May 20, 2003

PATRIOTIC ASSIMILATION

We Need a Patriotic Assimilation Policy (John Fonte, 5/14/2003, American Outlook)
In America, today as in the past, immigration and assimilation are bound together like Siamese twins. It makes no sense to discuss immigration without talking about assimilation, nor does it make sense to develop an immigration policy without an assimilation policy. The United States has the most successful tradition of immigration in the history of the world for one basic reason: the triumph of what I have termed "patriotic assimilation"--the assimilation of immigrants as loyal members of the American body politic.

For more than two hundred years, immigrants to America and their children have been successfully assimilated into what has been called the American way of life. This civic or patriotic assimilation of immigrants into the American constitutional regime did not happen naturally. Patriotic assimilation was the end result of a sometimes explicit (and other times implicit) long-range vision formulated by America's leaders. From the days of George Washington continuing through the era of Theodore Roosevelt and Woodrow Wilson, and supported in the past decade by such public figures as Barbara Jordan, this strategic vision has helped to define immigration-assimilation policy by articulating two interconnected ideas: (1) welcoming immigrants and (2) assimilating those immigrants into the mainstream of American civic life.

George Washington wrote John Adams that he envisioned immigrants becoming "assimilated to our customs, measures, laws," and because of this, he predicted, native-born citizens and immigrants would "soon become one people." In the same vein, more than a century later Theodore Roosevelt stated, "The immigrant who comes here in good faith [and] becomes an American and assimilates himself to us . . . shall be treated on an exact equality with everyone else, for it is an outrage to discriminate against any such man because of creed or birthplace or origin. But that is predicated upon the man's becoming an American and nothing but an American. . . ."

In a similar manner, Roosevelt's chief political rival, President Woodrow Wilson, told immigrants at a citizenship ceremony, "I certainly would not be one even to suggest that a man cease to love the home of his birth and the nation of his origin--these things are very sacred and ought not to be put out of our hearts--but it is one thing to love the place where you were born and it is another to dedicate yourself to the place to which you go. You cannot dedicate yourself to America unless you become . . . with every purpose of your will thorough Americans. . . ."

Closer to our own time, in a 1995 New York Times oped entitled "The Americanization Ideal," the late Texas Democratic congresswoman Barbara Jordan wrote, "Immigration imposes mutual obligations. Those who choose to come here must embrace the common core of American civic culture," but the native-born must "assist them" in learning about America, and, at the same time, must oppose prejudice and "vigorously enforce" laws against discrimination.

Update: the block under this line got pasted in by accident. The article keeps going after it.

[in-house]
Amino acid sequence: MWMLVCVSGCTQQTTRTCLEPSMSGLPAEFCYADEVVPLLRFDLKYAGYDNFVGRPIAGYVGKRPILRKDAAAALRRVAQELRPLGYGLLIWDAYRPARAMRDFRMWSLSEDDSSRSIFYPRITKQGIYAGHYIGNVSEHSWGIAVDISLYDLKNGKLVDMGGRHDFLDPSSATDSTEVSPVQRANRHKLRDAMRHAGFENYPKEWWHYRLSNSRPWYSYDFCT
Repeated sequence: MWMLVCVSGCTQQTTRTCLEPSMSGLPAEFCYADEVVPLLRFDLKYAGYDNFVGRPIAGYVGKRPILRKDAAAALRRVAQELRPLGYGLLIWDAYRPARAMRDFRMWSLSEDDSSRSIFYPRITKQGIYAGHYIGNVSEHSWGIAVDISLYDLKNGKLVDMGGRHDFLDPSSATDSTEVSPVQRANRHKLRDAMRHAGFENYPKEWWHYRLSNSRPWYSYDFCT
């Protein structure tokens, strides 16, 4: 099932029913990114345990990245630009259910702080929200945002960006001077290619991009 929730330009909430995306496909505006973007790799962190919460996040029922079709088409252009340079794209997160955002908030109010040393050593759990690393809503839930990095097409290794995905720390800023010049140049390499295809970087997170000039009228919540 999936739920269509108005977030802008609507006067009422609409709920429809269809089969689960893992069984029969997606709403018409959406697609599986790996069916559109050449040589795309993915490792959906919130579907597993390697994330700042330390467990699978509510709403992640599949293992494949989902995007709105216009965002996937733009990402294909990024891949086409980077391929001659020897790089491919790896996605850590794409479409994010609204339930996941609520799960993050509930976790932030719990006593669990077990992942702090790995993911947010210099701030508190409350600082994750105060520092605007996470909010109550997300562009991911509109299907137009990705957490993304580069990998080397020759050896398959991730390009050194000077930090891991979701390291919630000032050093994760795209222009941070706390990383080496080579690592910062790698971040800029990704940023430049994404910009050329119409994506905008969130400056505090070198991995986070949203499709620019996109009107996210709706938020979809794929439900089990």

In different ways, Washington, Theodore Roosevelt, Wilson, and Jordan all advocated what I have called patriotic assimilation. Clearly, there are different types of assimilation. Economic assimilation implies that immigrants are doing well financially and joining the middle class. Linguistic assimilation means that newcomers are learning to speak English. Cultural assimilation could mean that immigrants are becoming absorbed (for better or worse) into the mainstream popular culture of twenty-first century American life. Although economic, linguistic, and cultural forms of assimilation are clearly significant, nothing is more important to the health of American democracy than the patriotic assimilation of the millions of immigrants who have come to our shores.

Patriotic assimilation does not mean giving up all of one's ethnic traditions, customs, cuisine, and birth language. It has nothing to do with the food one eats, the religion one practices, the affection one feels for the land of one's birth, or the languages a person speaks. Multiethnicity and ethnic subcultures have enriched America and have always been part of our past. Historically, the immigration saga has involved "give and take" between immigrants and the native-born. That is to say, immigrants have helped shape America even as this nation has Americanized them.

Patriotic assimilation occurs when a newcomer essentially adopts American civic values and the American heritage as his or her own.

This is what we advocate too. The most important element being that immigration is a privilege not a right and imposes certain obligations on the immigrant himself. But we'd welcome every healthy non-criminal willing to accept the obligations. Posted by Orrin Judd at May 20, 2003 6:55 PM
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